Finally, we highlight opportunities for our supporters and the public to weigh in during public comment periods.

Click on the region to see our other headwater efforts:

South Saskatchewan Regional Plan (Southern Alberta)

North Saskatchewan Regional Plan (Central Alberta)

Upper Athabasca Regional Plan (North Western Alberta)

Upper Peace Regional Plan (Western Alberta)


Take Action

1. Call 403.310.0000 and ask for your MLA. Let them know that Alberta’s headwaters matter to you, and that you want them to be protected!

2. Follow the campaign to protect the Bighorn Wildlands as a Wildland Park by visiting us online:

• Facebook: @HeadwatersABLove Your Headwaters

• Twitter: @Headwaters_AB, #loveyourheadwaters

• Instagram: @loveyourheadwaters, #loveyourheadwaters

DonateMake a donation to help support our work to protect Alberta’s Headwaters. See how we use your donation dollars.

Add Your Voice: Sign up to receive our Action Alerts and be alerted tofind out about opportunities to provide your input.

Celebrate Our Headwaters: On Dec. 12, 2016, the Legislature of Alberta adopted Motion 511 to urge the Government to conserve the province’s headwaters: 

Be it resolved that the Legislative Assembly urge the Government to increase its efforts to conserve and manage public lands in Alberta’s headwater regions to optimize downstream water security for future generations of Albertans.

Here are recommendations from the Yellowstone to Yukon Conservation Initiative and the Canadian Parks and Wilderness Society to protect our headwaters, also available as a .jpg for download

  1. Implement new forestry ground rules for all Eastern Slopes headwater forests that focus on restoring and sustaining watershed health rather than producing a maximum sustained yield of timber. Replace all commercial logging south of the Ghost River with restoration of our forested headwaters;
  2. End new road building for industrial development in our headwaters;
  3. Create new protected areas in Edmonton, Calgary, Red Deer and Lethbridge’s headwaters to safeguard their water quality and quantity;
  4. Stop new mining for minerals, coal and gravel near our headwaters and within key watersheds; 
  5. Repair and revegetate eroding trails, gullies, soil compaction, mud bogs and other damage caused by motorized off-highway recreation, and provide a limited number of well-engineered vehicle trails outside of parks and other important conservation areas.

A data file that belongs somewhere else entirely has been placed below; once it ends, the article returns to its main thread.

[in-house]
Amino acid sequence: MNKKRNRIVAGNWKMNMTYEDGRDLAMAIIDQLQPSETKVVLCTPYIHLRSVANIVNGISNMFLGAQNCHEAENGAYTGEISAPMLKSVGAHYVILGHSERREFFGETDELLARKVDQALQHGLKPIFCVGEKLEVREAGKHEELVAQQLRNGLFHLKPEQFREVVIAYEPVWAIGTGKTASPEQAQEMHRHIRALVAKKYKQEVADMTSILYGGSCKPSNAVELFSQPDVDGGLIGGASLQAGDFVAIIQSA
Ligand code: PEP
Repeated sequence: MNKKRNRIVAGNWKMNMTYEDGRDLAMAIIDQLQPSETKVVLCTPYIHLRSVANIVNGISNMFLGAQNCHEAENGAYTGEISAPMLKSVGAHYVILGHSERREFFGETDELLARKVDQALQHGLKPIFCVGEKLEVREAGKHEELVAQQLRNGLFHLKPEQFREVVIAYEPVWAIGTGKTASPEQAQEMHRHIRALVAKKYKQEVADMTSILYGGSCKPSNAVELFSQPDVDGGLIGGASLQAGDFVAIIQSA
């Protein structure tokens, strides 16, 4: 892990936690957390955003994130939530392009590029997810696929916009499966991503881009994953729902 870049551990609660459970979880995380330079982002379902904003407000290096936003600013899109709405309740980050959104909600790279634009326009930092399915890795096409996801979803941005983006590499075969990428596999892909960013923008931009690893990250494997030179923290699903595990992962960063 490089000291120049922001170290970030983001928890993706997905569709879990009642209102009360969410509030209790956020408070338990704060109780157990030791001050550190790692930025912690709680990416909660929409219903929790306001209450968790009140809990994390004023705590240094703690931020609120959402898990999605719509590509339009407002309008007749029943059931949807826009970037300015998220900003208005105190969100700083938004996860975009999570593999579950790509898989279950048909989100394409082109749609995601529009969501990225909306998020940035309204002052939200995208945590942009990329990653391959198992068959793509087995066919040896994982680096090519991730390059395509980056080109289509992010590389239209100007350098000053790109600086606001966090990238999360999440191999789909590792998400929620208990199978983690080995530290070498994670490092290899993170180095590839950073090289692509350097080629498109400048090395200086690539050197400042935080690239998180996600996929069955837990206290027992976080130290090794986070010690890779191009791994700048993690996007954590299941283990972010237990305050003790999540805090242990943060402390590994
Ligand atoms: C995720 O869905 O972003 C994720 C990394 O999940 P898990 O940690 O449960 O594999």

6. Focus on developing economic opportunities that emphasize headwaters conservation like low-impact ecotourism with a focus hiking, biking, fishing, hunting and other sustainable activities. 
  7. Address the impact of climate change on our headwaters by repairing riparian areas and restoring habitat for fish and wildlife species such as Westslope Cutthroat trout, bull trout and grizzly bear;
  8. Rename the ‘Forestry Trunk Road’ (also known as Hwy 734) Headwaters Trunk Road to honour and value the sources of our water. 


Canadian Parks and Wilderness Society - North

Canadian Parks and Wilderness Society - Southern Alberta Chapters

Alberta Wilderness Association

Related Information:

Protected Areas & Public Lands

Central Canadian Rocky Mountains

GET THE LATEST: Alberta Headwater News

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— Posted on Apr 19, 2018 10:14 AM in: Y2Y in the News
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The picturesque landscape near the Highwood Junction, west of the town of Longview, has been altered as logging takes place there. | CTV News Calgary, Apr. 17, 2018

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— Posted on Apr 09, 2018 11:37 AM in: Y2Y in the News
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— Posted on Mar 28, 2018 01:44 PM in: Media Releases
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March 28's release of Livingstone-Porcupine Hills Land Footprint Management Plan and Recreation Management Plan are a significant step forward for improved management of Alberta's southern foothills and mountains, says Y2Y.

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Bighorn Regional Advisory Committee advice out of step with most Albertans' priorities

— Posted on Mar 08, 2018 07:34 AM in: Media Releases
Bighorn Regional Advisory Committee advice out of step with most Albertans' priorities

Headwaters protection, recreational opportunities for all Albertans, and protecting wildlife should be clear priorities moving forward, says Y2Y's Stephen Legault

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— Posted on Feb 28, 2018 08:14 AM in: Y2Y in the News